title({'Difference between interpolated look-up', 'and reference signal'});
subplot(3,1,3), plot(tonegenOut.time, tonegenOut.signals(3).values); grid
title({'Difference between CORDIC sine', 'and reference signal'});

Taking a Closer Look at Waveform Accuracy

Zooming in on the signals between 4.8 and 5.2 seconds of simulation time (for example), you can see a different characteristic due to the different algorithms used:

ax = get(currentFig,'Children');
set(ax(3),'xlim',[4.8, 5.2])
set(ax(2),'xlim',[4.8, 5.2])
set(ax(1),'xlim',[4.8, 5.2])

The Same Table, Implemented in Fixed Point

Now convert the floating point table into a 24 bit fractional number using 'nearest' rounding. The new table is tested for total harmonic distortion in direct lookup mode at 1, 2, and 3 points per step, then with fixed point linear interpolation.

bits = 24;
is   = num2fixpt( s, sfrac(bits), [], 'Nearest', 'on');

thd_direct1 = ssinthd(is, 1, N, 1, 'direct')
thd_direct2 = ssinthd(is, 2, N, 2, 'direct')
thd_direct3 = ssinthd(is, 3, N, 3, 'direct')

thd_linterp_2p5 = ssinthd(is, 5/2, 2*N, 5, 'fixptlinear')
thd_direct1 =


thd_direct2 =


thd_direct3 =


thd_linterp_2p5 =


Compare Results for Different Tables and Methods

Choosing a table step rate of 8.25 points per step (33/4), jump through the double precision and fixed point tables in both direct and linear modes and compare distortion results:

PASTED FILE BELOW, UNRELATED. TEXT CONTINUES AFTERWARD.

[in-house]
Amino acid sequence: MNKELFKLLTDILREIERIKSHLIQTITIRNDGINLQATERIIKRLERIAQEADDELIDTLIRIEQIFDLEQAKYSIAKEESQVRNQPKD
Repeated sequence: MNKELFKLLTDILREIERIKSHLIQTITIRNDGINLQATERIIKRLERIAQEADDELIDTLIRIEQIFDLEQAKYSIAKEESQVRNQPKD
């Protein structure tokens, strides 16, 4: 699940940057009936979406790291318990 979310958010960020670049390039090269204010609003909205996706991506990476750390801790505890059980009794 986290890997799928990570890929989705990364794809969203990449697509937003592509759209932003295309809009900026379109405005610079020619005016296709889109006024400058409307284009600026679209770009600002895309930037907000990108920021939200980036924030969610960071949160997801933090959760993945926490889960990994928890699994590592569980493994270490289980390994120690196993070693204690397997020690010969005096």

thd_double_direct  = ssinthd( s, 33/4, 4*N, 33, 'direct')
thd_sfrac24_direct = ssinthd(is, 33/4, 4*N, 33, 'direct')

thd_double_linear  = ssinthd( s, 33/4, 4*N, 33, 'linear')
thd_sfrac24_linear = ssinthd(is, 33/4, 4*N, 33, 'fixptlinear')
thd_double_direct =


thd_sfrac24_direct =


thd_double_linear =


thd_sfrac24_linear =


Using Preconfigured Sine Wave Blocks

Simulink also includes a Sine Wave source block with continuous and discrete modes, plus fixed point Sin and Cosine function blocks that implement the function approximation with a linearly interpolated lookup table that exploits the quarter wave symmetry of sine and cosine. Example sldemo_tonegen_fixpt uses a sampled sine wave source as the reference signal and compares it with a lookup table with or without interpolation, and with CORDIC sine approximation in fixed point data types.

Open the sldemo_tonegen_fixpt model

set_param('sldemo_tonegen_fixpt', 'StopFcn','');
subplot(3,1,1), plot(tonegenOut.time, tonegenOut.signals(1).values); grid
title({'Difference between direct look-up', 'and reference signal'});
subplot(3,1,2), plot(tonegenOut.time, tonegenOut.signals(2).values); grid
title({'Difference between interpolated look-up', 'and reference signal'});